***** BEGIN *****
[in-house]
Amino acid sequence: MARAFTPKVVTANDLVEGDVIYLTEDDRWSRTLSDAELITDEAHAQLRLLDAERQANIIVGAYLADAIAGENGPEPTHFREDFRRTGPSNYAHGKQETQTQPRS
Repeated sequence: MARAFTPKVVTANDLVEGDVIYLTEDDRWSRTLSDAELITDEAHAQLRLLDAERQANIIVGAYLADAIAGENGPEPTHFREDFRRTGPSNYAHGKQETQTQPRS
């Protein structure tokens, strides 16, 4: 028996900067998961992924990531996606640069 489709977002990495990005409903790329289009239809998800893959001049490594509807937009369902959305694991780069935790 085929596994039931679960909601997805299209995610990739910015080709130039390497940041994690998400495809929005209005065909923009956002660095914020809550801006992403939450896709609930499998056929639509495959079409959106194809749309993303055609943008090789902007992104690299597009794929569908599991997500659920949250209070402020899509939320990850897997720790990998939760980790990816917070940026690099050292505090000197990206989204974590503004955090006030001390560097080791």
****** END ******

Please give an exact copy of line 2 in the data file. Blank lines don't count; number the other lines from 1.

Amino acid sequence: MARAFTPKVVTANDLVEGDVIYLTEDDRWSRTLSDAELITDEAHAQLRLLDAERQANIIVGAYLADAIAGENGPEPTHFREDFRRTGPSNYAHGKQETQTQPRS